50,000 words or more in a month. That's the challenge set by National Novel Writing Month (NaNoWriMo). Leave the editing to December, they say. For November, just concentrate on getting out the words. So many per day. Every day.
Sound advice. The sort of advice I give people myself.
Why would a writer bother with this initiative if they've already managed to complete many a book without it? If I fail to get a – te dah! – NaNoWriMo Winner!'s badge at by the end of the month by not meeting my target, nobody is going to care, not really. No more than they would if I was just plugging away myself as I always have in the past.
NaNoWriMo is based on external motivations: tricks and titivations, web badges and widgets. While the motivation for the kind of fiction I write is internal.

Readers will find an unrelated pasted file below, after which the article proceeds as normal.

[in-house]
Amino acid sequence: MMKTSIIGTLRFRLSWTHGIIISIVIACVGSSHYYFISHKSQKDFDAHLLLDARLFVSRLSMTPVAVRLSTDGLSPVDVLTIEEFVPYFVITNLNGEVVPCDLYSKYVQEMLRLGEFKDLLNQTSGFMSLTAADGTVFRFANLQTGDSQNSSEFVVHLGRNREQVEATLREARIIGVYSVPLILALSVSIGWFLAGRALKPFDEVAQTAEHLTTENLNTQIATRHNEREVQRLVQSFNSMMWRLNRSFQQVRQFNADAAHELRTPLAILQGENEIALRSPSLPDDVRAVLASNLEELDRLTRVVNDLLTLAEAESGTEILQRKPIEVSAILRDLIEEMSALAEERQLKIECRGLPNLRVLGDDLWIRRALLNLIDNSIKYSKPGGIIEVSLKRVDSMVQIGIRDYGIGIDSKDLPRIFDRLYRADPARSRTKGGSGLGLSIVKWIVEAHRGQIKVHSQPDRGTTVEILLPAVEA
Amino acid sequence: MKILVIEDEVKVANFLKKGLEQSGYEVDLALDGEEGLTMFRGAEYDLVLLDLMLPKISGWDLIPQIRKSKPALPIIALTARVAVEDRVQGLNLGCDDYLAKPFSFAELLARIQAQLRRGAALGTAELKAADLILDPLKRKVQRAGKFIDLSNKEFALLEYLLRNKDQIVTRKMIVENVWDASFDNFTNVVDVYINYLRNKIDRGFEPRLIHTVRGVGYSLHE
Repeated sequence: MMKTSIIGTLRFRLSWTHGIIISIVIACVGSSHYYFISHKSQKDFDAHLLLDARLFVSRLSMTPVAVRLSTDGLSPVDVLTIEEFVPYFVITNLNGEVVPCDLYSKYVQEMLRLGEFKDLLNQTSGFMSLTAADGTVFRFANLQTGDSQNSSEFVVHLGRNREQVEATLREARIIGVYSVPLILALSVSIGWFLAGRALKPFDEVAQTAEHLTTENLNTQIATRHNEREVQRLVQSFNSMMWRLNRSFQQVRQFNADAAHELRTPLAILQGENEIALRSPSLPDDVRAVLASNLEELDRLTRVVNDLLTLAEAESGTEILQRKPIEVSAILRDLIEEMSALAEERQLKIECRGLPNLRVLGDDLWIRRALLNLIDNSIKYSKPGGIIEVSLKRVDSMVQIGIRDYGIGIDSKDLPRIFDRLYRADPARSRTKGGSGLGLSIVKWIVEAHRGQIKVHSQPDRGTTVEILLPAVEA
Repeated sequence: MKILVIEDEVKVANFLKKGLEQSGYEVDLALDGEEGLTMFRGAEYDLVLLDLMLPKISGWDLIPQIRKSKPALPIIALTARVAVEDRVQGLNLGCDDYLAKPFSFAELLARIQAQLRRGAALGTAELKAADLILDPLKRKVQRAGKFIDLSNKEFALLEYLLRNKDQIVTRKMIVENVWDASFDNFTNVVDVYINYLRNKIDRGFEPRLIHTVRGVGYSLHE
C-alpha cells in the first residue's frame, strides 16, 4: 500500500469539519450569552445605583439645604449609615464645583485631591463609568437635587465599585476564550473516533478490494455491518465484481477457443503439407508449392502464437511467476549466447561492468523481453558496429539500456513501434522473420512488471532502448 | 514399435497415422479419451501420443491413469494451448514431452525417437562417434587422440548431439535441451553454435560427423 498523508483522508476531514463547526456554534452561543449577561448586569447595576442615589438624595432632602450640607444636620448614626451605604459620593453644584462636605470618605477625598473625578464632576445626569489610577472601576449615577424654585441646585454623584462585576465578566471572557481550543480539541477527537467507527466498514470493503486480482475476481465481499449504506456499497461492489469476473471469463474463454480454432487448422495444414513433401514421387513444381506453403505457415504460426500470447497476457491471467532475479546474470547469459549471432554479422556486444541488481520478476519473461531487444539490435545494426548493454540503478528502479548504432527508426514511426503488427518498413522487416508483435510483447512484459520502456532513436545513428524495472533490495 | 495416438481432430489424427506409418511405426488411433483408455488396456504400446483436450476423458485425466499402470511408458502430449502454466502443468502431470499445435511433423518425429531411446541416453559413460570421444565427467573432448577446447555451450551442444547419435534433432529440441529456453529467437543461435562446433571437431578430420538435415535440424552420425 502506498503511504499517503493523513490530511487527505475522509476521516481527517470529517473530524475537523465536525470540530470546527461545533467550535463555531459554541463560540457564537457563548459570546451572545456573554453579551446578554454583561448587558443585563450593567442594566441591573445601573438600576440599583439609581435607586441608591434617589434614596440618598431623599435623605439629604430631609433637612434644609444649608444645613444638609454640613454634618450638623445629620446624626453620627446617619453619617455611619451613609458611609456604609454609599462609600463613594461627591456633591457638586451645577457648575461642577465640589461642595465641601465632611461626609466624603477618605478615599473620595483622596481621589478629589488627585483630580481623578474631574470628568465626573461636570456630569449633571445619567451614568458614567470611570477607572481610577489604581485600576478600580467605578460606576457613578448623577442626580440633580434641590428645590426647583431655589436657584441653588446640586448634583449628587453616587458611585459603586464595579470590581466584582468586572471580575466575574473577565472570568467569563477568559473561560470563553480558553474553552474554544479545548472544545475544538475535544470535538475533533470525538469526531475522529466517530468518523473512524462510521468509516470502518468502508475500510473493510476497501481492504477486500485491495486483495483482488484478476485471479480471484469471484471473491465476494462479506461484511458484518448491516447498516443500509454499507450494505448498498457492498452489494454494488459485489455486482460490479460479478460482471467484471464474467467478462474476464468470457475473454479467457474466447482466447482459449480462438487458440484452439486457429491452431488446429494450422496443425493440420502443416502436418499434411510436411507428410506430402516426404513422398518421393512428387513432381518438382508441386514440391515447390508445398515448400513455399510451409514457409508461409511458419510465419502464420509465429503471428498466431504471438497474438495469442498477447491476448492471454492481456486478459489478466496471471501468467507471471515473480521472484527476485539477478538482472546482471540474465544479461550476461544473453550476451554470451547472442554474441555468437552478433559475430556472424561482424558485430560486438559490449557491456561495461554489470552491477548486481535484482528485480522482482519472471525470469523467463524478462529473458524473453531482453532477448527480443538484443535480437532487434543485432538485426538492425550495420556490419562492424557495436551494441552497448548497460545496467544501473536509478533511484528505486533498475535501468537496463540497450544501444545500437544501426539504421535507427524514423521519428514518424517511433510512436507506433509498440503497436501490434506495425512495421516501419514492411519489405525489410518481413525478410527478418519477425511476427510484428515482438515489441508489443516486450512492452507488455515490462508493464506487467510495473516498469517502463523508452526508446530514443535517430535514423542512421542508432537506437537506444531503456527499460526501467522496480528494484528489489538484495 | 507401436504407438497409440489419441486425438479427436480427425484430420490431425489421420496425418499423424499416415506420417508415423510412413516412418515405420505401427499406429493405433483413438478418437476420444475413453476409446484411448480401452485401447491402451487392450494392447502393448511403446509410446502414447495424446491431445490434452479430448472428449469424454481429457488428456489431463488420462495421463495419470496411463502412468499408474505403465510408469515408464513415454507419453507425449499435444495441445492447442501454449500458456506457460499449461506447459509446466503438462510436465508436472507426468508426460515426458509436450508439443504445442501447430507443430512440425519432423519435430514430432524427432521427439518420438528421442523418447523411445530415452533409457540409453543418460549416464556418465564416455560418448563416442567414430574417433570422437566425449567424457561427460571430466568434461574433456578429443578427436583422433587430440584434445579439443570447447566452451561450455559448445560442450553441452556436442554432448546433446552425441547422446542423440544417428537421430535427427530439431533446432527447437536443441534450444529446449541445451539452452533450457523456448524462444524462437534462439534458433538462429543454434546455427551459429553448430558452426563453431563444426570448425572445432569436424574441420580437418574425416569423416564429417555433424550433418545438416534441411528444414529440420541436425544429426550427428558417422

But even the most experienced writer is beset by doubt, chief of which is: does the world really need another novel? When embarking on a tough piece of work – and writing a novel is always challenging, always draws on reserves you didn't know you had – we need any tool we can stash in our toolbox. NaNoWriMo provides plenty of them.
Chief for me is the awareness of all the writers, doing the same thing, at the same time. It thrills me to think of hundreds of thousands of storytellers all over the world simultaneously striking out while cheering each other on.
I think I'm getting hooked on the camaraderie of indie authors since founding ALLi, having experienced firsthand the caring, resourceful, hardworking and generous approach of the self-publishing community. NaNoWriMo arises from that same spirit of collaboration and mutual encouragement and advice.
Turns out writing doesn't have to be lonely. Who knew?
So I'm in.
I'm not starting this book from scratch, much is already well-drafted but I'll be adding 50,000 words to what I already have and if all goes well, NaNoWriMo might just deliver Two Songs to you in time for Christmas. Or at any rate, not too long after.
Wish me luck.
Oh and 2000 words a day.